Canada current account gap rises, spurs talk Canada dollar too high
By David Ljunggren
OTTAWA (Reuters) - A drop in exports helped push Canada's current account deficit close to a record high in the third quarter, a development that some analysts said adds to evidence the Canadian dollar is overvalued.
The deficit rose 2.9 percent from the second quarter to C$18.91 billion ($19.10 billion), Statistics Canada said on Thursday. Though smaller than the C$19.20 billion gap expected by analysts, it was the second largest on record after the C$19.43 billion posted for the third quarter of 2010.
BMO Capital Markets predicted the deficit would end up equaling around 4.1 percent of gross domestic product. Figures for third quarter GDP will be released on Friday.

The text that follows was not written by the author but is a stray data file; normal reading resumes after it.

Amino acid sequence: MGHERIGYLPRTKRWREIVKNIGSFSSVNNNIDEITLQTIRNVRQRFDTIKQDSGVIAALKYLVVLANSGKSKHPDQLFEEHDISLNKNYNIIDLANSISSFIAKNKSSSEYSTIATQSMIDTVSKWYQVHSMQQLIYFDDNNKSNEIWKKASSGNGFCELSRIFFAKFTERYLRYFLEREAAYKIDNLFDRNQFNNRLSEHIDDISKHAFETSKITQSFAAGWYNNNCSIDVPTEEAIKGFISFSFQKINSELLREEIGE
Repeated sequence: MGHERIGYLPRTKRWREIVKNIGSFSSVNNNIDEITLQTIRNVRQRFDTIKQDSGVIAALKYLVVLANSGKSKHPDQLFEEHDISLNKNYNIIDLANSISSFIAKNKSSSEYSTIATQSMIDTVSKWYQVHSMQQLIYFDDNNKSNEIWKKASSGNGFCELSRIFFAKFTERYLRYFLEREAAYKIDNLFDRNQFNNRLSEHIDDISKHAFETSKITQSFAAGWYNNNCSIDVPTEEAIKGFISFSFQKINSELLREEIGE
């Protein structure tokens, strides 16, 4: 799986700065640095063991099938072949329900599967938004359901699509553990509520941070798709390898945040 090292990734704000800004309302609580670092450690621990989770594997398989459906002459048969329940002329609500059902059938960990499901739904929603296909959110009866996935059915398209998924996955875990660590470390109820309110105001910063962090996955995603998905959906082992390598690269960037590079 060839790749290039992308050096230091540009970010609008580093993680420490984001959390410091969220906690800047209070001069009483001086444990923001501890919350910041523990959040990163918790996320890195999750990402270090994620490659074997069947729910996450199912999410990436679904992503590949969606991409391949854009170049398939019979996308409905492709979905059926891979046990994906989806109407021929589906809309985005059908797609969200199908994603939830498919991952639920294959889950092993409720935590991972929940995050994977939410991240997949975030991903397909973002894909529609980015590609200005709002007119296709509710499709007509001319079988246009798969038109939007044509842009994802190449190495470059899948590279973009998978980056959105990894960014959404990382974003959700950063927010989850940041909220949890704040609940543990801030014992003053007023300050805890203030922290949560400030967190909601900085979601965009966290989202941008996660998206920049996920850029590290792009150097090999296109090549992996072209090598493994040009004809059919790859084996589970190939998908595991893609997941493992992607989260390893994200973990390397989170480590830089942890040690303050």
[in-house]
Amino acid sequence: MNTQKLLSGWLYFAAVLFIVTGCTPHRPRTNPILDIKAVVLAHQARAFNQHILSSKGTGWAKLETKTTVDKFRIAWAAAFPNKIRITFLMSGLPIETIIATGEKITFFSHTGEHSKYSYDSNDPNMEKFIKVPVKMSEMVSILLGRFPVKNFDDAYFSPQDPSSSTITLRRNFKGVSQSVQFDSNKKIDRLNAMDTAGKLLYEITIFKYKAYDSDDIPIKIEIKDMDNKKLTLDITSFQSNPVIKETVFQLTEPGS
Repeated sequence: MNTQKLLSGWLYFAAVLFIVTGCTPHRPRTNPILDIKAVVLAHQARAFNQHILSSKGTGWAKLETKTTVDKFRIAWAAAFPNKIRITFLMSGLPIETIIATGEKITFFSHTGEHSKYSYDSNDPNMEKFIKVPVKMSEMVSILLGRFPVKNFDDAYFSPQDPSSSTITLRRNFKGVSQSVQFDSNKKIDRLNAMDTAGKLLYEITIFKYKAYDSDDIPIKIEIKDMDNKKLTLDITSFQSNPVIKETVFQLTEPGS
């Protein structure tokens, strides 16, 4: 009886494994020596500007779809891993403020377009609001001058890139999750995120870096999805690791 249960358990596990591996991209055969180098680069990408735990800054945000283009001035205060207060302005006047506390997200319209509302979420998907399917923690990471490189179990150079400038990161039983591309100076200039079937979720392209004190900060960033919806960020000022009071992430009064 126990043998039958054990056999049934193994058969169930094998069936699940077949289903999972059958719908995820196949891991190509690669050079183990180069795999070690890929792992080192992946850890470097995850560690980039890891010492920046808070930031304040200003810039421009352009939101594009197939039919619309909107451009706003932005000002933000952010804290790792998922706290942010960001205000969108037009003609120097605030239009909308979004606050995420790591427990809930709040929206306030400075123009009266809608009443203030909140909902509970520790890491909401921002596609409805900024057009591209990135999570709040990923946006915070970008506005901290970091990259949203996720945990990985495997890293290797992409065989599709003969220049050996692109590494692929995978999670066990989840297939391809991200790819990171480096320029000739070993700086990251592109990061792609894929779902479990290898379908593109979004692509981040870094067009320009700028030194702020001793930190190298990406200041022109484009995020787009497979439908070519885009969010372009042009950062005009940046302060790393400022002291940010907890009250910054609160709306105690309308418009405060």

Citing the big current account deficit and other signs the domestic economy is struggling, BMO issued a report estimating that the Canadian dollar, "the titanium of the currency world", is at least 10 percent stronger than current commodity prices dictate it should be.
The current account data weighed on the currency on Thursday. At 2:16 p.m. (1916 GMT) it was at C$0.9926 against the U.S. dollar, or $1.0075, down from C$0.9915, or $1.0086, before the figures were released.
The overall deficit for trade in goods was C$4.84 billion, up from C$3.64 billion in the second quarter. Exports fell by C$3.73 billion to C$112.75 billion, in part due to lower energy shipments, while imports dropped by C$2.54 billion to C$117.58 billion.
Exporters are struggling with weak foreign markets and the strong Canadian dollar, which erodes the competitiveness of their goods.
"Despite continued foreign investment inflows into the Canadian dollar, trade fundamentals continue to suggest overvaluation," Emanuella Enenajor of CIBC World Markets Economics said in a note to clients. Continued...